Posted on by Researchin
Hi folks, Allen Householder here. I want to introduce some recent work we're undertaking to look at vulnerability discovery for emerging networked systems (including cyberphysical systems like home automation, networked cars, industrial control systems and the like). In this post I cover the background and motivation for this work, our approach, and some preliminary findings. In future posts I will cover additional results from this effort.
The project started as "Vulnerability Discovery for Low Power and Low Bandwidth Networks," which quickly became a misnomer as we realized we were really talking about "non-traditional computing" made up of small-scale components and encompassing cyberphysical systems like medical devices, home automation, industrial control systems, smartgrid, and the internet of things (IoT). More recently we've used the phrase "Emerging Networked Systems (ENS)" as the shorthand for what's essentially an "everything else" category of things that probably have an exposed network interface yet are neither full-scale computers nor phones.
Our objective is to look at vulnerability discovery techniques for ENS and determine if and how those techniques differ from vulnerability discovery in traditional computing. We also wanted to identify useful processes, tools, and techniques to improve the security of ENS from the perspective of their developers as well as those who acquire, deploy, and operate them.
This work was motivated by observations made in the course of recent work done by the CERT Vulnerability Analysis team, including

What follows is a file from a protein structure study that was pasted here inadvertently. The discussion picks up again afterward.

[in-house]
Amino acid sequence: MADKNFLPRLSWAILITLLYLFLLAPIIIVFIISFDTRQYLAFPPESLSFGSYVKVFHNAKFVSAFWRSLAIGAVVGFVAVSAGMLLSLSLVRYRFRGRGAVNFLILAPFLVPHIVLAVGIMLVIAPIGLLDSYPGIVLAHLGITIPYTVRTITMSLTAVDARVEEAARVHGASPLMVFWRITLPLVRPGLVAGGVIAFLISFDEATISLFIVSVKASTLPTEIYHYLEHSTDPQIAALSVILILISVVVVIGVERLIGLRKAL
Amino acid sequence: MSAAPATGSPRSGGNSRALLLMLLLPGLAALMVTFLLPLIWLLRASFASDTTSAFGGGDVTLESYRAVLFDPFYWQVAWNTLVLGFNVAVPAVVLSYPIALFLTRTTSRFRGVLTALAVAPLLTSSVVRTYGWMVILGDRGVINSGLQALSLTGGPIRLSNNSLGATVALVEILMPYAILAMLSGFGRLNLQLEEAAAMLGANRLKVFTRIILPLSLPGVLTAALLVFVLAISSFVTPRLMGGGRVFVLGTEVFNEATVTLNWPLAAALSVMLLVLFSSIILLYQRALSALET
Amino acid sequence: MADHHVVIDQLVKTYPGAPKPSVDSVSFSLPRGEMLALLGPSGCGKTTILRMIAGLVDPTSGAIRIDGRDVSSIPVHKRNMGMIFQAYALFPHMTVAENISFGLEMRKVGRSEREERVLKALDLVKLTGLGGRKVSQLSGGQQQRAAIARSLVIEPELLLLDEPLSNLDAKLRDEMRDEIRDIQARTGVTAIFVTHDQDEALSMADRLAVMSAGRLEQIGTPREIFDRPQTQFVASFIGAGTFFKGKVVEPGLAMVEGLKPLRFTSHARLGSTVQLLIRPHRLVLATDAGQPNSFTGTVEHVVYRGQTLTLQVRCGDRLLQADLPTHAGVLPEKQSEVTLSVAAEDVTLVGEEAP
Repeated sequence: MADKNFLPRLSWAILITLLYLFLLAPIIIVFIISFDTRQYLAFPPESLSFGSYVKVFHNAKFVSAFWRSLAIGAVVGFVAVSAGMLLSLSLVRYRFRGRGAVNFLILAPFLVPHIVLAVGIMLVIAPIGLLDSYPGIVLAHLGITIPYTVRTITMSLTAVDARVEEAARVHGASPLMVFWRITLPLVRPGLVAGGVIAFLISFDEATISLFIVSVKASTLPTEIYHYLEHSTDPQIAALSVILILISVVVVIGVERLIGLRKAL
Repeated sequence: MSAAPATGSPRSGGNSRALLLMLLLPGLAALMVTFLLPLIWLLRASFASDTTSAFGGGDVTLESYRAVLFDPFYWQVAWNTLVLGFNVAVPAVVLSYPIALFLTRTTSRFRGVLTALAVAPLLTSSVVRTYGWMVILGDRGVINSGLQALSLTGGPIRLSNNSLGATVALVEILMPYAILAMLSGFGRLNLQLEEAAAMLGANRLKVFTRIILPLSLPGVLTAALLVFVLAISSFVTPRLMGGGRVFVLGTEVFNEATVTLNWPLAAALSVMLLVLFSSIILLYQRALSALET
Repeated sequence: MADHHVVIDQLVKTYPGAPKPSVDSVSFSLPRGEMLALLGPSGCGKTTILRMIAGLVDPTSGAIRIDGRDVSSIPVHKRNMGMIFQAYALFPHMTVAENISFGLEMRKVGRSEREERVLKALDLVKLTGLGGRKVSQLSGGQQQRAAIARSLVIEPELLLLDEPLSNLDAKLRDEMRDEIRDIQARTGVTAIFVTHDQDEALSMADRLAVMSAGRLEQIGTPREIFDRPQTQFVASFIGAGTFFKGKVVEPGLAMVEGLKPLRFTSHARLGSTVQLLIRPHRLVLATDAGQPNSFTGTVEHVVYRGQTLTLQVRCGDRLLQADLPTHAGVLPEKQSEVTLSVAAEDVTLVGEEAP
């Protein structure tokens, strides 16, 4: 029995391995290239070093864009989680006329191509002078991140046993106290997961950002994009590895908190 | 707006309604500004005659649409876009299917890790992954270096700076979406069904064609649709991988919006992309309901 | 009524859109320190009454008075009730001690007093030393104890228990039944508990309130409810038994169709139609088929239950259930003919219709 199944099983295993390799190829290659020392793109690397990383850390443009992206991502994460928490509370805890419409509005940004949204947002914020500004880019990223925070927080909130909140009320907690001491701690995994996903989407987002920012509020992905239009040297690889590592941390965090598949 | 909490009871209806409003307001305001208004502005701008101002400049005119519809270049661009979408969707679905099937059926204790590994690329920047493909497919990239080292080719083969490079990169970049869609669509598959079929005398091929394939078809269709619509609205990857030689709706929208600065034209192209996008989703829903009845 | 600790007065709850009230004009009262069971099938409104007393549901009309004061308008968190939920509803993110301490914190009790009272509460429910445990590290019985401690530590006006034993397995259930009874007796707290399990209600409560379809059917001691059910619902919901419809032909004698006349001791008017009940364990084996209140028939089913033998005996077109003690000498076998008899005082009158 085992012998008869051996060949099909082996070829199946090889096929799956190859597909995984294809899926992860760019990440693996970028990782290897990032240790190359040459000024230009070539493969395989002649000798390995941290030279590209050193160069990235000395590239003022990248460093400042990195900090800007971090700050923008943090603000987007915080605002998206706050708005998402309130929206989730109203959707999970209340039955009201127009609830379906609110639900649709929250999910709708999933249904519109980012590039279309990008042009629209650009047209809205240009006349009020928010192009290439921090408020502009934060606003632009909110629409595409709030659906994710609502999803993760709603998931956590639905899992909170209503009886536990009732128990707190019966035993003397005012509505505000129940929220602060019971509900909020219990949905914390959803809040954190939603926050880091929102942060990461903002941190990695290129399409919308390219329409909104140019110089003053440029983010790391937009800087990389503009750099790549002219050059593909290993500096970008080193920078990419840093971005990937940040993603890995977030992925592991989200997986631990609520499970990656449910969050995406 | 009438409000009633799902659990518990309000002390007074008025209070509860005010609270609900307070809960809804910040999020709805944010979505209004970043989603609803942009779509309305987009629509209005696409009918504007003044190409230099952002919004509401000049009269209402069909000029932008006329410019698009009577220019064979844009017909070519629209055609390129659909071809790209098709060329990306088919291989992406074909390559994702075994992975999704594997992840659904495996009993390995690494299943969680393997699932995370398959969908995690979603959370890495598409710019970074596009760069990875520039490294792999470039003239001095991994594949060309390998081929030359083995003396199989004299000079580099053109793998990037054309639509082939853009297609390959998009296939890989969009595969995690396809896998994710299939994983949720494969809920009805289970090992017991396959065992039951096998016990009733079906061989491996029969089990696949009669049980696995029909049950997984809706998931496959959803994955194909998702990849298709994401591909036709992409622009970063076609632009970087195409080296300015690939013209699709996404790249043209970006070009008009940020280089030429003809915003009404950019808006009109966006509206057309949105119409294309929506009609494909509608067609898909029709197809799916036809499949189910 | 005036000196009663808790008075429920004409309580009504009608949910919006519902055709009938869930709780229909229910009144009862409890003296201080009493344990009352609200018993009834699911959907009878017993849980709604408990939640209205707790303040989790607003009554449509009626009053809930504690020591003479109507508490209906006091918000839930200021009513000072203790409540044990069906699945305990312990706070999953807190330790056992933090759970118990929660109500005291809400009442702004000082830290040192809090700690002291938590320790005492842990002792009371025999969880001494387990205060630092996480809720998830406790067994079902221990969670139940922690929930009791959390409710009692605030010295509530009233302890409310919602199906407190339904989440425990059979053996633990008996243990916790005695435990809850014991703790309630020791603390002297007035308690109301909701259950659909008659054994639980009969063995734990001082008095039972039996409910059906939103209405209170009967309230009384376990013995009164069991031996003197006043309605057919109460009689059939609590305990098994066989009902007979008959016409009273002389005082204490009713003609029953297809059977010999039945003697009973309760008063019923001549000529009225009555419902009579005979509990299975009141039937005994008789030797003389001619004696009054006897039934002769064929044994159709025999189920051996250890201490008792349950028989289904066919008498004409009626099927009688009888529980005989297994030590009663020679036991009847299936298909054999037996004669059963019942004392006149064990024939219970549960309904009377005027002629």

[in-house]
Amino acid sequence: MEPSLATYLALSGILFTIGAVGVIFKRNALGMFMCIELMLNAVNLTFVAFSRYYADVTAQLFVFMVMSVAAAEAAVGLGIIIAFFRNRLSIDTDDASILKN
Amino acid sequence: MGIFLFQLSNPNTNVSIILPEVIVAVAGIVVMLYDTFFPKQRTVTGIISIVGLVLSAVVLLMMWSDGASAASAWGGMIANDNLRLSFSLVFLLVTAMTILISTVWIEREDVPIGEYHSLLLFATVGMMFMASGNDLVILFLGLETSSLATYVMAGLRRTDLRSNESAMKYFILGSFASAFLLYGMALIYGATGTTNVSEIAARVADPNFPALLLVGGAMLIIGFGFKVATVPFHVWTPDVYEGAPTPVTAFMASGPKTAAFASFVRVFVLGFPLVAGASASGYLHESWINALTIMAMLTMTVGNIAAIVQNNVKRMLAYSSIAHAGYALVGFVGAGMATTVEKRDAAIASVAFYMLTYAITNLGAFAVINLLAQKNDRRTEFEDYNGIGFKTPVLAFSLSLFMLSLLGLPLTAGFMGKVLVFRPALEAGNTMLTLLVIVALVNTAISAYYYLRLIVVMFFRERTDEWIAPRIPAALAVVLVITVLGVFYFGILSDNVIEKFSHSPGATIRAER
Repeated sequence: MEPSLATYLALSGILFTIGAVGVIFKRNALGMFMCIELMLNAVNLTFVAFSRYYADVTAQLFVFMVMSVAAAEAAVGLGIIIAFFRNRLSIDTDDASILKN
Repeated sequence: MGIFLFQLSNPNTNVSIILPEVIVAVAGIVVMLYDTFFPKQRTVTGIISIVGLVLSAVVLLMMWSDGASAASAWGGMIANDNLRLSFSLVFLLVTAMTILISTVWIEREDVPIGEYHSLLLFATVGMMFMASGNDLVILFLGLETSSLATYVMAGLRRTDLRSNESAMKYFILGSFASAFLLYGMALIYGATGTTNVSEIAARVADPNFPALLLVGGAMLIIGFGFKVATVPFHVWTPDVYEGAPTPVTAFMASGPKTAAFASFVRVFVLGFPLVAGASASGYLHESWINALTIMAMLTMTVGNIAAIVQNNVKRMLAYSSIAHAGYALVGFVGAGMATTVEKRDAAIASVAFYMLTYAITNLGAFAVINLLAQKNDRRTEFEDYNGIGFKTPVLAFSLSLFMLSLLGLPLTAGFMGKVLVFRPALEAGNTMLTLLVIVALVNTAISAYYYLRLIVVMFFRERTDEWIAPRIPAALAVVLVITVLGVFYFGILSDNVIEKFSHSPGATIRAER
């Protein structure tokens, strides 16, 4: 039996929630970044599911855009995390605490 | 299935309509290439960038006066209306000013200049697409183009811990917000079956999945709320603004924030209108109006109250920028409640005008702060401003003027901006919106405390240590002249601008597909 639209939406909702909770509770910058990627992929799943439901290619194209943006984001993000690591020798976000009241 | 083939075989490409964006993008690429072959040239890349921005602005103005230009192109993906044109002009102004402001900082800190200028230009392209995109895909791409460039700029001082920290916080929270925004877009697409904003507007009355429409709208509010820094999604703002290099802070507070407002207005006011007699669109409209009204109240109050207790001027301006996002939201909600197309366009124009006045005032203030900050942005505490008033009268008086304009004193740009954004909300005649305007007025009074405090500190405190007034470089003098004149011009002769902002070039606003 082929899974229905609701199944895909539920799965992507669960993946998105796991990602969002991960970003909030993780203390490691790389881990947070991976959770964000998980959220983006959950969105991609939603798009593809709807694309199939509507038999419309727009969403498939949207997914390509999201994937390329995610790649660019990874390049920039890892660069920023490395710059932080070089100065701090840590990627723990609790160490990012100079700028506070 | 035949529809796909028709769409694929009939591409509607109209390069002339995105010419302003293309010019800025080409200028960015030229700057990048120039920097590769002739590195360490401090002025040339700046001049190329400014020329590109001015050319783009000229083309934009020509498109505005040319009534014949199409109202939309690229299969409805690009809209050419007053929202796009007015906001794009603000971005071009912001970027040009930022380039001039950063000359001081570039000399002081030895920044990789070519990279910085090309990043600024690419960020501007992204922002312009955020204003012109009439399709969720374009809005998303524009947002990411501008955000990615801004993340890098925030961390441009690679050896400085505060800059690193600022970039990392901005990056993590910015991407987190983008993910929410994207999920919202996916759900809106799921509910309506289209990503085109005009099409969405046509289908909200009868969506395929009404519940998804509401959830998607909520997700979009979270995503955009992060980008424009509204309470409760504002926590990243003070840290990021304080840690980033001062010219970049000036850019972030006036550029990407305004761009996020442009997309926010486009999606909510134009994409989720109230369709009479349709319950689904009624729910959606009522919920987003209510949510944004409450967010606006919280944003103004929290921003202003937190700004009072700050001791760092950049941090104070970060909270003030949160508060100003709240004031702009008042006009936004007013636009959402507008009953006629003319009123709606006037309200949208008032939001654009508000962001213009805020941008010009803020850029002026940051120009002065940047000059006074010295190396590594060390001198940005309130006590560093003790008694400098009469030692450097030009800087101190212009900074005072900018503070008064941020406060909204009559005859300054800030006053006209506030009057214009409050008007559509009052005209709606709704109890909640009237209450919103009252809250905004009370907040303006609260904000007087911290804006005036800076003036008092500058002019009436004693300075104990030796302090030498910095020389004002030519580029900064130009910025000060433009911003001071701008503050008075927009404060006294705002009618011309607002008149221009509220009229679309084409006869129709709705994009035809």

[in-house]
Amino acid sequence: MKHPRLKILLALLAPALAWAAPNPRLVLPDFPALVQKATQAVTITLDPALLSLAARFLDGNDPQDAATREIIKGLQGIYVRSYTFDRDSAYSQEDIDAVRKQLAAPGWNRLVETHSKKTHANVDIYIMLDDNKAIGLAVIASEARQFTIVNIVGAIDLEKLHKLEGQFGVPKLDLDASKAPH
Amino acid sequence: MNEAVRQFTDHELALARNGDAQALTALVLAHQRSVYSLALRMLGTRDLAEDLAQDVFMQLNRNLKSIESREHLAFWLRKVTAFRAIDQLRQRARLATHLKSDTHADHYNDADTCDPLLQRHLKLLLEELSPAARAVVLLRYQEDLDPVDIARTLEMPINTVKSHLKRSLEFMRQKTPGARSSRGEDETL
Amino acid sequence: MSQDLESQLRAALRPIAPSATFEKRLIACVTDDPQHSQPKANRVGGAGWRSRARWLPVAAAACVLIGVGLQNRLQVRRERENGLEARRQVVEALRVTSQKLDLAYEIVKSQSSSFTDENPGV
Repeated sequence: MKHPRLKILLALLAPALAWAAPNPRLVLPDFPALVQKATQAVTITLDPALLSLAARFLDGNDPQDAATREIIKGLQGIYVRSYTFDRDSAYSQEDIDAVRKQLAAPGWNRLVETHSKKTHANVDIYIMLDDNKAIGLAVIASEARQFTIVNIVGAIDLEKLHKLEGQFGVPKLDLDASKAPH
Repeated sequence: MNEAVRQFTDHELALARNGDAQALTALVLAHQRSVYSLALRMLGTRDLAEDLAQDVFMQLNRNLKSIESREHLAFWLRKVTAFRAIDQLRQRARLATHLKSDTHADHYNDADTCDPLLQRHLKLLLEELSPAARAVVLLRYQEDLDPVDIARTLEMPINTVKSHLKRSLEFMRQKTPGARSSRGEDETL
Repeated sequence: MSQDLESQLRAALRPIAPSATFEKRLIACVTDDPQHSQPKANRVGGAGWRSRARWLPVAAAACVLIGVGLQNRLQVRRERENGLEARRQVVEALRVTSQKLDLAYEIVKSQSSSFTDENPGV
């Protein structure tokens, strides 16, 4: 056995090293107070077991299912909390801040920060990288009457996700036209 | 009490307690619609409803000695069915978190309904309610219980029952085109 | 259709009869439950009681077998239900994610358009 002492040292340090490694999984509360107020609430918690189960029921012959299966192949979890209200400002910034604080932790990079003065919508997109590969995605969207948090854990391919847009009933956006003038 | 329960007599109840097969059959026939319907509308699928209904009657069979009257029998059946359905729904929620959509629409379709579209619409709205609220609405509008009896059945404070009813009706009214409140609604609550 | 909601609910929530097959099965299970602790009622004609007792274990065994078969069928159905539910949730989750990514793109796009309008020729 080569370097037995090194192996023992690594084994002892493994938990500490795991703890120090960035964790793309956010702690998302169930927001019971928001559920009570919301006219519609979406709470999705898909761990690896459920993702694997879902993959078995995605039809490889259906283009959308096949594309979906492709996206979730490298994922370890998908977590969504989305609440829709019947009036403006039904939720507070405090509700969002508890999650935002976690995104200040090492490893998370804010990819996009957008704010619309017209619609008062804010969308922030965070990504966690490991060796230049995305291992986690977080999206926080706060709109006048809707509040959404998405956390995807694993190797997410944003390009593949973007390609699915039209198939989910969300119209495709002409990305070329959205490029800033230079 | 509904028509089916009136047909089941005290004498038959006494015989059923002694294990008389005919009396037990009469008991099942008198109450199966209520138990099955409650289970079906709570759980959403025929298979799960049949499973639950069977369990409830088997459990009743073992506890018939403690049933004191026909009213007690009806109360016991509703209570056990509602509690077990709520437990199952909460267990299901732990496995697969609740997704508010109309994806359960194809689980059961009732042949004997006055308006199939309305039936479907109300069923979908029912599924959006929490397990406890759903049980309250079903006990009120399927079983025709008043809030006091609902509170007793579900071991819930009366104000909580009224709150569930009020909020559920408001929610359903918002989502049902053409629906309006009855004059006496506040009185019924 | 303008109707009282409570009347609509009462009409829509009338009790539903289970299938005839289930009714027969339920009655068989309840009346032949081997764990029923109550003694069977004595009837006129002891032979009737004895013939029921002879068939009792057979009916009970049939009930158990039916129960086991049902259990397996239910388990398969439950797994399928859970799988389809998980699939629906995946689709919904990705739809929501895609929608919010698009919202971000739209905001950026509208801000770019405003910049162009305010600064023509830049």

We identified issues such as the inclusion of networked appliances in a larger system where the appliances provided networked services based on sensor data. Enterprise security policy treated the device as a black box rather than a general purpose computer with regard to patch levels, included software, etc. The attack vector posed by the sensor data interface had not been considered either.
In a number of projects, we observed that while many systems were composed of highly specified off-the-shelf and custom components, the vendors providing those systems often could not identify the third-party subcomponents present in the delivered codebase. The problem can be as simple as not identifying statically linked libraries or as complicated as dealing with complex supply chains for code components.
We observed various devices with wireless data capabilities embedded within a larger system yet little or no ability to patch the fielded systems except within very sparse service windows. Instances where physical contact with the device is required in order to update it can be especially problematic once vulnerabilities are discovered. (See Dan Geer's talk at the Security of Things Forum for more on the "long-lived and not reachable" problem.)